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DAVIS v.

GLAZE
Feb 20 1987 | Deen, J. | Appeal | M12 Borrow Servant Doctrine
PETITIONER: Davis et al
RESPONDENT: Glaze, Medical Plastics, Inc., Clayton County Hospital Authority

SUMMARY: Kory A. Glaze, infant son of Kirby and Deborah Glaze, was severely
burned as the result of the malfunction of an electrocautery grounding pad during the
course of a tonsillectomy-adenoidectomy performed by appellant M. Edwin Davis,
M.D., P.C., in facilities owned and operated by appellant Clayton County Hospital
Authority. Kory brought a malpractice action against Davis and the hospital
authority, and an action for negligence and products liability against M.P.I. Expert
testimony was introduced regarding the cause and manner of the malfunction of the
pad and regarding possibly negligent acts or omissions by Davis in allegedly failing
to examine the pad or to order it replaced, and by hospital staff in allegedly failing to
adequately examine or properly position the pad or to replace it when there were
indications of malfunction. Jury and SC ruled in favor of Kory.

and the hospital authority cross-claimed against M.P.I. for indemnity on the theory of
active-passive negligence.
4.

Expert testimony was introduced regarding the cause and manner of the malfunction of
the pad and regarding possibly negligent acts or omissions by Davis in allegedly failing
to examine the pad or to order it replaced, and by hospital staff in allegedly failing to
adequately examine or properly position the pad or to replace it when there were
indications of malfunction.

5.

A Clayton County jury found for plaintiff/appellees against all 3 defendants, the court
having overruled the defendants' motions for mistrial, directed verdict, and judgment
notwithstanding the verdict. Kory A. Glaze was awarded $225K; Kirby Glaze was
awarded $35K, which the court ordered reduced to $5,205.15, the amount of special
damages which he had sought. On the cross-claim a verdict was entered in favor of Davis
and Clayton County Hospital Authority, M.P.I. being ordered to indemnify the codefendants.

6.

All 3 defendants appealed from the judgments in favor of the Glazes, and M.P.I. also
appealed from the judgments in favor of Davis and the hospital on the cross-claim. Davis
enumerates as error (1) the trial court's denial of his motion for judgment notwithstanding
the verdict; (2) the denial of his motion for mistrial on the basis of plaintiff's counsel's
allegedly prejudicial remarks during closing argument; (3) the giving of a certain jury
charge requested by the hospital authority; and (4) the court's response to the jury's
question regarding apportionment of the verdict.

7.

The hospital assigns error to the trial court's denial of its motions for mistrial (4, 5),
directed verdict (1), judgment notwithstanding the verdict (1), and new trial (2); the
court's permitting a nurse in the hospital's employ at the time of the Glaze surgery to give
deposition testimony without having hypothetical questions propounded to her (3) and,
after allegedly commenting on this evidence, refusing to order a mistrial or give curative
instructions (4); and (6), the court's giving the jury an allegedly erroneous instruction
regarding apportionment of damages.

8.

M.P.I. enumerates as error the trial court's denial of its motions for mistrial on the basis of
the same closing remarks assigned as error by appellant Davis, supra (2); the denial of its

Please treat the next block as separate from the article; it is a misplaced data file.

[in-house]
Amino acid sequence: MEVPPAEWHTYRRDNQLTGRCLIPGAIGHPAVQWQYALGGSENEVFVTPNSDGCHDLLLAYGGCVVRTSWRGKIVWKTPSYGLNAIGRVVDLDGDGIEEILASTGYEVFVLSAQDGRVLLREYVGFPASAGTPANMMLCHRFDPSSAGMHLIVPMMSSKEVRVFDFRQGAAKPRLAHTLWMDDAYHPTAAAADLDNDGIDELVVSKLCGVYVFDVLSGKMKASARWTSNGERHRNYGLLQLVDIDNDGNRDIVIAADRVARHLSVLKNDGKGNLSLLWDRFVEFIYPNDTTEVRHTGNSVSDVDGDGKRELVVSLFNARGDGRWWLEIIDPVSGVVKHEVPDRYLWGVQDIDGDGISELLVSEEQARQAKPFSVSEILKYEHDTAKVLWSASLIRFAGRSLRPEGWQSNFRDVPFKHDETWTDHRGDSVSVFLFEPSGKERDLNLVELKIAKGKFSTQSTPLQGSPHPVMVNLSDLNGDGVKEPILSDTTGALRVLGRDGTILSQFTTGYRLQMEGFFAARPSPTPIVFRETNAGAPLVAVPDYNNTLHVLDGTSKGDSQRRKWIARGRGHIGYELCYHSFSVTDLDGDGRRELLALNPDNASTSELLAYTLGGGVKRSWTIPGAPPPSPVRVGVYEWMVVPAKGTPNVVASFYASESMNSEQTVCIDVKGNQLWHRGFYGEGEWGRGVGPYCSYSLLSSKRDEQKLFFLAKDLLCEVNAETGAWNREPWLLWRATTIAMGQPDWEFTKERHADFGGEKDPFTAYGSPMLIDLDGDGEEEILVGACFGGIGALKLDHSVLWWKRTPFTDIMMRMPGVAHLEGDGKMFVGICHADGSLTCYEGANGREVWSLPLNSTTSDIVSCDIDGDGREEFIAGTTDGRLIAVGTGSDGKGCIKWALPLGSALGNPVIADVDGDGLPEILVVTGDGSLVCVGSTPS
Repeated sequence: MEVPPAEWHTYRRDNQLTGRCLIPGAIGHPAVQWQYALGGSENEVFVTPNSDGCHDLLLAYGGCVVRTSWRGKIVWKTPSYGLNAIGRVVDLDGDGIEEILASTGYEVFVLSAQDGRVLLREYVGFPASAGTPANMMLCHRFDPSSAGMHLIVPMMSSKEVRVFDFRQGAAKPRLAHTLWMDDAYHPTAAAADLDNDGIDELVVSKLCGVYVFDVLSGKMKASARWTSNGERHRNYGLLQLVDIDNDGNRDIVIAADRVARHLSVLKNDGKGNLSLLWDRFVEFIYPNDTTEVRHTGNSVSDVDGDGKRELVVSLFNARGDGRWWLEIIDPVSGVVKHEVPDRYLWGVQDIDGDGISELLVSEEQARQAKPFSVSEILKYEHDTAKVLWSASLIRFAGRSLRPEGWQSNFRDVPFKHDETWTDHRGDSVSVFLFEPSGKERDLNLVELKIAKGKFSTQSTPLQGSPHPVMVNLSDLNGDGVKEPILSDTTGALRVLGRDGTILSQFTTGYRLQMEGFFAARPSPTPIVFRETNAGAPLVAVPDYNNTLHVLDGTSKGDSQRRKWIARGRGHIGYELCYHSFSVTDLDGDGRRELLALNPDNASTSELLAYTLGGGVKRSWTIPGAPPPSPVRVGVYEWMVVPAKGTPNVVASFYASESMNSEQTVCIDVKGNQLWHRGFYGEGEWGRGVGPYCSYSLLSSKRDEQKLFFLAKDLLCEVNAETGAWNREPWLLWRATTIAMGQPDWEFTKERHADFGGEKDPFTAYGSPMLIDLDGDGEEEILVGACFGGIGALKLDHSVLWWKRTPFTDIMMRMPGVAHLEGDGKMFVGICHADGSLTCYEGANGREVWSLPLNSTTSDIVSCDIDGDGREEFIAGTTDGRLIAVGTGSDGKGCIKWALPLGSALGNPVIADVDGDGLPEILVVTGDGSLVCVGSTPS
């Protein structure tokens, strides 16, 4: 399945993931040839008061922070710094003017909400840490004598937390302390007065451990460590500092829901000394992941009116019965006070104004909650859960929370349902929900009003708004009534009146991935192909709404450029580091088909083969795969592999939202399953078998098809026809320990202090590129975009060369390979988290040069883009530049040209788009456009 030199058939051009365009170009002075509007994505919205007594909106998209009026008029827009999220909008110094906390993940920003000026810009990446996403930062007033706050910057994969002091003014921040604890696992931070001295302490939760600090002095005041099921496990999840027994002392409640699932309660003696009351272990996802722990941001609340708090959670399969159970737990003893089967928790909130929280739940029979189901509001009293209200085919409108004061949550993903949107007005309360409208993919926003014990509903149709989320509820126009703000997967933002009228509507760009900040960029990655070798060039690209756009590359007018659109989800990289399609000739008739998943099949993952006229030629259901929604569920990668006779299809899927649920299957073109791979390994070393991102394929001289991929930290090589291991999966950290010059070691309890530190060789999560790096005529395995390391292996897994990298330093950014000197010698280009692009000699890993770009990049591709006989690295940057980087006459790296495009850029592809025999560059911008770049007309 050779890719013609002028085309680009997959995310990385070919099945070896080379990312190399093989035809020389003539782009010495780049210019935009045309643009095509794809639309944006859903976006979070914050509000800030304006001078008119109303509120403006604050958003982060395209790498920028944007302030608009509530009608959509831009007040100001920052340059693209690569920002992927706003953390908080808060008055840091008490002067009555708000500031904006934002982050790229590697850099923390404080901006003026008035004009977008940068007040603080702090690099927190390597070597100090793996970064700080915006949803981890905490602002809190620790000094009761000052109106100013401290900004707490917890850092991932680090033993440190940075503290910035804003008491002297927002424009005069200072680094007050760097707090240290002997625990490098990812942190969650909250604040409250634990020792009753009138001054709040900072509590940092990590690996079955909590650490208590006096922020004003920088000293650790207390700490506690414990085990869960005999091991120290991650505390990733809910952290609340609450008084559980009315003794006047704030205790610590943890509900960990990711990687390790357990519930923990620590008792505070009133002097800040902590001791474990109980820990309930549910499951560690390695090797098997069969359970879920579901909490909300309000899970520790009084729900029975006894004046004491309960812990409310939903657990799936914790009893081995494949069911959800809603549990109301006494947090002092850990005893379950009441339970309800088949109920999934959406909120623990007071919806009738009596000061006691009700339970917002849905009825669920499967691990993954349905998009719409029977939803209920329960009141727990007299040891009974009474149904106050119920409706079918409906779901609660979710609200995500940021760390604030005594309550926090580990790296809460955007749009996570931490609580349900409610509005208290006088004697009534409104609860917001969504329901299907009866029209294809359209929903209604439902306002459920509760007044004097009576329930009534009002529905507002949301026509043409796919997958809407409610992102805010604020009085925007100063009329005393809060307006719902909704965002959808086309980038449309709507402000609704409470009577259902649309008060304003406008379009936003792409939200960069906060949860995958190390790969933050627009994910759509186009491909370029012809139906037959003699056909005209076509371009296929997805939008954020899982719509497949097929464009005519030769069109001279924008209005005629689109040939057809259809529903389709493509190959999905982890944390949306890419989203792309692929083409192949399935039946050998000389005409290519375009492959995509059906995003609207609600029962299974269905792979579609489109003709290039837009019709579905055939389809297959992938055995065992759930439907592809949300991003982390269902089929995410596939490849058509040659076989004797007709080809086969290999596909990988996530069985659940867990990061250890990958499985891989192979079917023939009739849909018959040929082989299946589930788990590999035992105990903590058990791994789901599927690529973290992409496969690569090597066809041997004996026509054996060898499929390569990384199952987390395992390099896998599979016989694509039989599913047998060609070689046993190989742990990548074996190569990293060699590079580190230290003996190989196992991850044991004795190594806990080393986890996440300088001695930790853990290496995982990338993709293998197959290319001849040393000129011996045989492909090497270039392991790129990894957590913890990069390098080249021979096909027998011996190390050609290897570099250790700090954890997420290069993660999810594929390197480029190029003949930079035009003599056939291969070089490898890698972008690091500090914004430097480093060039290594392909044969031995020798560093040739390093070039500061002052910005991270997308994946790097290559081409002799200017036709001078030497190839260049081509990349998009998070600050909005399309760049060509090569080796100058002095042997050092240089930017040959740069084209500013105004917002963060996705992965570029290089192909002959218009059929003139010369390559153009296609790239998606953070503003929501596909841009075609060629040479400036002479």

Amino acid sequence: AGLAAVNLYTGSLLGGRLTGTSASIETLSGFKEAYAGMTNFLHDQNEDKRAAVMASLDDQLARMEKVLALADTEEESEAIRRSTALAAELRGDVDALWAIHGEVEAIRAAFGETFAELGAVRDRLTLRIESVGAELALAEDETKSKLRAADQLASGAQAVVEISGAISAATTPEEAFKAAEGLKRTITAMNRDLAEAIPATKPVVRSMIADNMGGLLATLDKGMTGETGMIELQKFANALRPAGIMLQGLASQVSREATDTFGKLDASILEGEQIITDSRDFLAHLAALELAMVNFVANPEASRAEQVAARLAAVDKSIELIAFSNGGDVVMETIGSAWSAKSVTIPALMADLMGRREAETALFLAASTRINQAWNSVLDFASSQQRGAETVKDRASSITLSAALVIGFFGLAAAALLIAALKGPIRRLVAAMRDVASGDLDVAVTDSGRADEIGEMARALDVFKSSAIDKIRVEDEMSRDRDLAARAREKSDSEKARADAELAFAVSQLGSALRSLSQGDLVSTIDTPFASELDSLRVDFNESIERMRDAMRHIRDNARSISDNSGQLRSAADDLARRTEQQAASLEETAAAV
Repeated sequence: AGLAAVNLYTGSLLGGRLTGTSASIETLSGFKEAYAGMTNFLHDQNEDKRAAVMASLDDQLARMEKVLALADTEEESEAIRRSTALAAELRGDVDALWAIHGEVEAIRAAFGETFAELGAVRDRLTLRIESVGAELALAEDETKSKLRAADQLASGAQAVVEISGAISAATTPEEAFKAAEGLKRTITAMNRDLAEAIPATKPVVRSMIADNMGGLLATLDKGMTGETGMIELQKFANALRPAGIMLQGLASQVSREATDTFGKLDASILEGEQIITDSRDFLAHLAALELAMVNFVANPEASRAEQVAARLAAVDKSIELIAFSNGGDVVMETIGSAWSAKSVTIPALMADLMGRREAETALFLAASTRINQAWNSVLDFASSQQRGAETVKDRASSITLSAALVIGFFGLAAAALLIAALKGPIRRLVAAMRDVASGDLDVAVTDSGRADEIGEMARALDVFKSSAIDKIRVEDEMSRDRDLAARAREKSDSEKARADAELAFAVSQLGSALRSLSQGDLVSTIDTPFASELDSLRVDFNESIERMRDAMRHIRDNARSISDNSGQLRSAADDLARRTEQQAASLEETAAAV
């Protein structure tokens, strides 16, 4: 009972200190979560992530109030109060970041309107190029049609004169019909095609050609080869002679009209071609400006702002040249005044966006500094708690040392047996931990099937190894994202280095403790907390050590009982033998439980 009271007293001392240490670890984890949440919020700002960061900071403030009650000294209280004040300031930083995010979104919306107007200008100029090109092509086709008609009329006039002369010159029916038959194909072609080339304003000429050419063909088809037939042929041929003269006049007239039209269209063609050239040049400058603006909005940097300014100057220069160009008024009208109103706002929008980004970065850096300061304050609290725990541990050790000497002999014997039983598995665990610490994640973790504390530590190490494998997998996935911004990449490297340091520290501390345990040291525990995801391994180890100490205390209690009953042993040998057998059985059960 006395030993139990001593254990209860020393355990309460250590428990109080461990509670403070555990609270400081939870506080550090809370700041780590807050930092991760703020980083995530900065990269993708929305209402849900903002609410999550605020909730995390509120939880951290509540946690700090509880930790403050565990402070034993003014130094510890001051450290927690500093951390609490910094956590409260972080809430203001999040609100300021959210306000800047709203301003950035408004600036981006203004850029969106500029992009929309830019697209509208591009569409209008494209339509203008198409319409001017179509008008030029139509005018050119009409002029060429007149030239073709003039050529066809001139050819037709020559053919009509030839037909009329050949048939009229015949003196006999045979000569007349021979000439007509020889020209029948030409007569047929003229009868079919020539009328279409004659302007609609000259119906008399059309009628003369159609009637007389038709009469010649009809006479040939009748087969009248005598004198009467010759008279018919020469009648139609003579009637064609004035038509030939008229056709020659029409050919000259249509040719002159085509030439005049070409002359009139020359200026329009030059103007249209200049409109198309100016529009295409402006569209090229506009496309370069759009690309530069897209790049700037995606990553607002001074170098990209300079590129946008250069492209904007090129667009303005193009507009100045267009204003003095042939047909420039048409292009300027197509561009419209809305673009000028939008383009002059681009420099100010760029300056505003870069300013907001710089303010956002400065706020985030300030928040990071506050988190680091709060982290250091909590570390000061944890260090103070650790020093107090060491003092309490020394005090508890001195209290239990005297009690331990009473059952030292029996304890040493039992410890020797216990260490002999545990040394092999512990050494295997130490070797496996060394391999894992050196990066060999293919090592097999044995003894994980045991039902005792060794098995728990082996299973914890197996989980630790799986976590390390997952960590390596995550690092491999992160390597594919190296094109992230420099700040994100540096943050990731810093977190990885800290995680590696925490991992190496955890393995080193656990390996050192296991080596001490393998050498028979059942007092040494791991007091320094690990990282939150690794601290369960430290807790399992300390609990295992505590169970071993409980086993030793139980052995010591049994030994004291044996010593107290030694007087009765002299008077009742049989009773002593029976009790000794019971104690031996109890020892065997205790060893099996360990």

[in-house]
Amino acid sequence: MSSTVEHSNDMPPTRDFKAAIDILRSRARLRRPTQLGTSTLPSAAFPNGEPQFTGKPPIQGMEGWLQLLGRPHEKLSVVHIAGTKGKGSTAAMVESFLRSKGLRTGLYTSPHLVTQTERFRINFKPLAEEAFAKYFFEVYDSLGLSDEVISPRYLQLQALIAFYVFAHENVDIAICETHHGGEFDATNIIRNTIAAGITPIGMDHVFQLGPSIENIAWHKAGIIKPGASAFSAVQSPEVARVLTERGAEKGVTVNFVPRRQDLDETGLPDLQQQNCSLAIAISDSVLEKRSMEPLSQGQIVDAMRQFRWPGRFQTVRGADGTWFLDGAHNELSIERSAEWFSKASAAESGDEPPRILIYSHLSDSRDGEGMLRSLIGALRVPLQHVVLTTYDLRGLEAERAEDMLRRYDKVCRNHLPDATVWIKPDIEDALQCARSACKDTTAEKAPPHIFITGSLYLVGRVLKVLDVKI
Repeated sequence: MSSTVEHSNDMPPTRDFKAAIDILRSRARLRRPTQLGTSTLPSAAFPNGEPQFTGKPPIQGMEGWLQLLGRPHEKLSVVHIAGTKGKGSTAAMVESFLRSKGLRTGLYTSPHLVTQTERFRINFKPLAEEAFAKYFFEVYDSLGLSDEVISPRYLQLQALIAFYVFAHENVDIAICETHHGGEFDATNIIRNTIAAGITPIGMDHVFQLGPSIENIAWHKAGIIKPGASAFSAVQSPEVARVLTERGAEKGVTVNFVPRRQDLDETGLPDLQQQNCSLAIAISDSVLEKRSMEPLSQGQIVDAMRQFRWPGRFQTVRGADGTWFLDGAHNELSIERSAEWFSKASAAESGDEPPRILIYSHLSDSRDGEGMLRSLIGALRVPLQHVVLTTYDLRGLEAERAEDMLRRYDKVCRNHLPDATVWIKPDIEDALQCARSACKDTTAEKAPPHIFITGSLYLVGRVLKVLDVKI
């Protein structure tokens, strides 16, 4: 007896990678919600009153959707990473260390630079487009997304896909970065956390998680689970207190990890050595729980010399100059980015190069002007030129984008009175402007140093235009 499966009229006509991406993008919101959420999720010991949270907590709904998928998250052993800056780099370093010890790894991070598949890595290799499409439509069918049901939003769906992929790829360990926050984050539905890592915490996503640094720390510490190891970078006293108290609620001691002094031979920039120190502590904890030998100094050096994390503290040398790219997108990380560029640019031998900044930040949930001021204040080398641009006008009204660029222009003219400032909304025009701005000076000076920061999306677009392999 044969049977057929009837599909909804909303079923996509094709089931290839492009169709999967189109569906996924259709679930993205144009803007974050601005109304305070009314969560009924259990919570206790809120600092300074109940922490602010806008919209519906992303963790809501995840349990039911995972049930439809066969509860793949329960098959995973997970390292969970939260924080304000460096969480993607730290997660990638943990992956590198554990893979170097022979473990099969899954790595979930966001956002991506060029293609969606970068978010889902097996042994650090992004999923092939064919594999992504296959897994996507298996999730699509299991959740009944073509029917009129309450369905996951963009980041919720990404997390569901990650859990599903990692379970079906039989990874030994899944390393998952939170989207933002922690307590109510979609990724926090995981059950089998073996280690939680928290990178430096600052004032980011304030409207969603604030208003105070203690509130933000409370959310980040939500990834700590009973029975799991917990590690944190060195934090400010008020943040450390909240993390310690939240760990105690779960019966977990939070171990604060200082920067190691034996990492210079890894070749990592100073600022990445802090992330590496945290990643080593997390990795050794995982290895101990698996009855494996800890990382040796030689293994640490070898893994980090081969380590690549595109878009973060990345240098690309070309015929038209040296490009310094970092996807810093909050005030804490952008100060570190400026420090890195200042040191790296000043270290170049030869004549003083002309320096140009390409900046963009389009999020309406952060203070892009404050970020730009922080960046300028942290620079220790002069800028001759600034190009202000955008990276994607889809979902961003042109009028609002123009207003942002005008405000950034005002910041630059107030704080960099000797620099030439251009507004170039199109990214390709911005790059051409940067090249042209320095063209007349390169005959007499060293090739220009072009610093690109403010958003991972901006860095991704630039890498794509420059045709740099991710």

motions for partial directed verdict on the negligence and strict liability issues (3), for
directed verdict on the cross-claim (9), and for new trial on the ground of an allegedly
excessive verdict (8); the court's improperly admitting into evidence allegedly extraneous
material for impeachment purposes (1) and an allegedly inflammatory photograph (4);
and the failure to give three requested jury instructions (5, 6, 7).

DOCTRINE: The "borrowed servant" doctrine provides that, once the surgeon
enters the operating room and takes charge of the proceedings, the acts or omissions
of operating room personnel, and any negligence associated with such acts or
omissions, are imputable to the surgeon.
FACTS:
1.

Kory A. Glaze, infant son of Kirby and Deborah Glaze, was severely burned as the result
of the malfunction of an electrocautery grounding pad during the course of a
tonsillectomy-adenoidectomy performed by appellant M. Edwin Davis, M.D., P.C., in
facilities owned and operated by appellant Clayton County Hospital Authority.

2.

The evidence showed that the pad, manufactured by appellant Medical Plastics, Inc.
("M.P.J."), was placed on the child's thigh for the purpose of grounding the electrical
current used in the operation; that it underwent a chemical reaction which caused it to fail
to perform its designated function properly; that the malfunction was due to a defect in
the product; and that the malfunction of the grounding pad, allegedly in combination with
negligent acts or omissions on the part of Davis or the hospital or its agents, was the
proximate cause of the injury. The child's burns extended to subcutaneous tissue as well
as to the skin immediately adjacent to the pad, necessitating surgery. He has a large,
disfiguring scar which remains painfully dry and tender, and further surgery will be
required as he grows and the tissue is stretched.

3.

Kory, by his parents as next friends, brought a malpractice action against Davis and the
hospital authority, and an action for negligence and products liability against M.P.I. Davis

ISSUE: WoN the defendants are guilty of malpractice (Davis and hospital) and

negligence and products liability (MPJ) YES

instant case. The "borrowed servant" doctrine provides that, once the surgeon enters the
operating room and takes charge of the proceedings, the acts or omissions of operating
room personnel, and any negligence associated with such acts or omissions, are
imputable to the surgeon.

RULING: Judgment affirmed.


RATIO:
1.

First addressing Dr. Davis' enumerations of error, we find that the trial court correctly
denied Davis' motion for judgment notwithstanding the verdict. Under OCGA 9-11-50
(b), such a motion can properly be granted only when the evidence demands a verdict
contrary to that returned by the jury. In the instant case, however; there was competent